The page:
So, we are using Visual Studio 2010 on .NET Framework 2.0 application written in VB.NET. I'll give you a minute to stop laughing.....
Anyway, an object was generating an exception, but I couldn't catch it in the debugger. In other words, I had a breakpoint in the constructor, but it was never being hit despite an exception being thrown: "Type initializer for 'SomeClass' threw an exception" or something very close to that. I tried a few breakpoints, cleaned the solution, Rebuild all, etc. restarted VS and then decided something strange was going on. Well, I went out to Bing (I'll give you another minute....) to look up how to get Visual Studio to break on exceptions even when they are being caught and handled. I was pleased to see that my friend Steve Smith had written one of several blog entries describing how to do this. As I had hoped, this helped me to discover the problem, although being observant would have helped.
The code was something like this:
Public Class SomeClass
Private someFileLocation As String = SharedClass.SomeMethodThatThrewAnException() & "\folder\somefile.txt"
Public Sub New()
LooksLikeTheFirstLineOfCodeToRun() ' Breakpoint here wasn't hit under default VS settings
I hadn't seen (written..eh hem) this kind of code in a long time. In fact, as soon as I found what was going on, I thought, "Well, I could have smelled that." However, I just didn't expect anything like this and I didn't spend any time looking at the code above the constructor. Enough said, really.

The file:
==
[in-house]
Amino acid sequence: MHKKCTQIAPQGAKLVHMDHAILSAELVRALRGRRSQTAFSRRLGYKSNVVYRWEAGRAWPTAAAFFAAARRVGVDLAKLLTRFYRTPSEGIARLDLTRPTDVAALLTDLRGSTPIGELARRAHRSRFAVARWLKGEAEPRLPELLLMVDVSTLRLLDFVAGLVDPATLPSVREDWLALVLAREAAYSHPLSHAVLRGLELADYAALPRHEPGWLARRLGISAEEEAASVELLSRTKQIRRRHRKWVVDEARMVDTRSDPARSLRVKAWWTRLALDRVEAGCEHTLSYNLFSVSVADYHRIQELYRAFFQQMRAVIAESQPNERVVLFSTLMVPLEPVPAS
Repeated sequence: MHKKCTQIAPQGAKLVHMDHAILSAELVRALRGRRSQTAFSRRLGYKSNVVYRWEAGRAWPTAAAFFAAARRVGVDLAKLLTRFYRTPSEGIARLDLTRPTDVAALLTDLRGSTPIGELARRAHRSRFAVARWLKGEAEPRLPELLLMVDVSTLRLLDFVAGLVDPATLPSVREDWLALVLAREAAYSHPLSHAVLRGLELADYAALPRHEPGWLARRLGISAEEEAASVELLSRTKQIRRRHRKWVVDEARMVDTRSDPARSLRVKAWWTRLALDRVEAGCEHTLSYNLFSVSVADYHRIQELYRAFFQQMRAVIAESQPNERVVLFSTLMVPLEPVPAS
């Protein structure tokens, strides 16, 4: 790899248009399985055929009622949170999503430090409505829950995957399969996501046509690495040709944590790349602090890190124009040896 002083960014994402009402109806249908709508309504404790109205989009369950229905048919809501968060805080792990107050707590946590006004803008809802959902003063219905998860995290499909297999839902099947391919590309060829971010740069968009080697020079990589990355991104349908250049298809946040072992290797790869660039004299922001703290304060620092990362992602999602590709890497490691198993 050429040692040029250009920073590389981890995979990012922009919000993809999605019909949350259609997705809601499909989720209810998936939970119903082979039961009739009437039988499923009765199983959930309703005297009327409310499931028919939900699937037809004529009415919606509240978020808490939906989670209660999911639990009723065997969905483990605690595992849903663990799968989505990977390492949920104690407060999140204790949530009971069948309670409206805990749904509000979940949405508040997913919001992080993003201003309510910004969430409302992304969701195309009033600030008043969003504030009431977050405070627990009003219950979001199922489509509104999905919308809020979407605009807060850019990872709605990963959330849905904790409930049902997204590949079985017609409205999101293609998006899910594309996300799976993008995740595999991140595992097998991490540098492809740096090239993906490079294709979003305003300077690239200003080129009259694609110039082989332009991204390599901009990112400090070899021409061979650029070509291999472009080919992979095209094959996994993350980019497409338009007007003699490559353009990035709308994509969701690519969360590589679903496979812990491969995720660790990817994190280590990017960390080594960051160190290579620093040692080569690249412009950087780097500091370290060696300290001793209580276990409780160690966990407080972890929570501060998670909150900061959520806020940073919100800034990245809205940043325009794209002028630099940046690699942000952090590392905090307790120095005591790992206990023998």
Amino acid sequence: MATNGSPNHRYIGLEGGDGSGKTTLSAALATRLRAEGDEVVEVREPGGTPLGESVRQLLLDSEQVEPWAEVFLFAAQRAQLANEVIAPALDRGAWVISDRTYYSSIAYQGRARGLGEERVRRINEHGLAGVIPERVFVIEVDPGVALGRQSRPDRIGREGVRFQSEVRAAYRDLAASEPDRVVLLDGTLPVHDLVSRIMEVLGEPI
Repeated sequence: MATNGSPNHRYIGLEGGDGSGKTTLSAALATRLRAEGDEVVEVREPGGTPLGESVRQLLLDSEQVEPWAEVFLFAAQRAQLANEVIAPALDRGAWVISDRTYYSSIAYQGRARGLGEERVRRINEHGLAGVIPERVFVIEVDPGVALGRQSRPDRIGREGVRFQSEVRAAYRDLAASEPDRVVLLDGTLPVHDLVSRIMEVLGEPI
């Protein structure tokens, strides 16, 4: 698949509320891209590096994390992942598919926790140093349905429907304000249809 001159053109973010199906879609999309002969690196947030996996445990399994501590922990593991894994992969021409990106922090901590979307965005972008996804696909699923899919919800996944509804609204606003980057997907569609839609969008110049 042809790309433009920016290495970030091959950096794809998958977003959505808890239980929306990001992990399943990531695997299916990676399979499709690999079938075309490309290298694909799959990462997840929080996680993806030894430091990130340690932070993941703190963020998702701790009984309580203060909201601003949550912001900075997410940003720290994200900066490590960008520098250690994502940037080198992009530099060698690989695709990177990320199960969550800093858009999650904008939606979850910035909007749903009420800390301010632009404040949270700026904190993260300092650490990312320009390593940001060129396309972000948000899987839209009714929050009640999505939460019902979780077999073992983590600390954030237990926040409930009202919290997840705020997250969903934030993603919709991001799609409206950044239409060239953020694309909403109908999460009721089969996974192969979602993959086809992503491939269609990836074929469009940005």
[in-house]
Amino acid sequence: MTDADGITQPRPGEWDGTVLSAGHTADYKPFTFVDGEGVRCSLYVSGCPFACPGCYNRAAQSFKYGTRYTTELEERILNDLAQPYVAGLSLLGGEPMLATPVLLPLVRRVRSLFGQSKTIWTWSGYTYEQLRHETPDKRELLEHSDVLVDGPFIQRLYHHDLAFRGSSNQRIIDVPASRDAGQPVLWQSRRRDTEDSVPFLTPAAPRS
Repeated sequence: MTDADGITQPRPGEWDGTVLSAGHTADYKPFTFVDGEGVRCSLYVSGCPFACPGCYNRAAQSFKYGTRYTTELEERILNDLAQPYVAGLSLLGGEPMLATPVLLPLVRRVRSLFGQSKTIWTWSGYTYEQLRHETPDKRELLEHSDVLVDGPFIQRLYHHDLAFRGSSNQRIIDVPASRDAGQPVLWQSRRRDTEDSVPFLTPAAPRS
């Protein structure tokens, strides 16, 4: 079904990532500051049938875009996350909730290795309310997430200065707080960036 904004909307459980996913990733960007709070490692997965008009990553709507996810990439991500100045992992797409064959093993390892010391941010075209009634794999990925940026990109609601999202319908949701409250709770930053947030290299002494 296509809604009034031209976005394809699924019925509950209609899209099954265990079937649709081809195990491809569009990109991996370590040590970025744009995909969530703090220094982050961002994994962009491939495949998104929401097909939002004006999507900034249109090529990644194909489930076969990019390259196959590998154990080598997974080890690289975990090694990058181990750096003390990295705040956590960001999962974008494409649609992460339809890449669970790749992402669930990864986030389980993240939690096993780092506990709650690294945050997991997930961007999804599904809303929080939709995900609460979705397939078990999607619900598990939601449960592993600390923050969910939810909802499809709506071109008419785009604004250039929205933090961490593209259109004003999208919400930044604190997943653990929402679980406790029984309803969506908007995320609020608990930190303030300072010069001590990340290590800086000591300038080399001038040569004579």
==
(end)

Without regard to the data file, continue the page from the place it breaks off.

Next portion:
However, just to be thorough...
Variables should not be initialized in this way. The exception cannot be caught in this class which is a code smell. One should immediately recognize that the behavior of determining "someFileLocation" is not encapsulated. At the very least, I would expect something like:
Public Sub New()
Single Responsibility Principle and Dependency Inversion
More importantly, however, is the fact that this class should not have the responsibility of initializing "someFileLocation". This object should exist to provide a specific, narrow set of behaviors. The behavior of creating the file location is a separate distinct responsibility. Further, this class is dependent upon the details of how the file location is determined, when it should be isolated from that detail. The file location should have been passed into the object instead and then I wouldn't have been forced to read Steve's blog. :)
So, I used to see this kind of code and say, "Well, you just don't do stuff like this!" I would see it as symptomatic of a lazy developer saying, "Well, I need this file location, but constructing it is so simple, I'll just initialize an instance variable, what could go wrong?" But now I realize that this is just an obvious case of violating principles, but others I have encountered (and created) are more subtle.
So, the next time you see something simple and ugly that obviously needs refactoring, take a few minutes to articulate to someone specifically why it is wrong. It's good practice for those times when you smell something wrong, but it's not obvious why.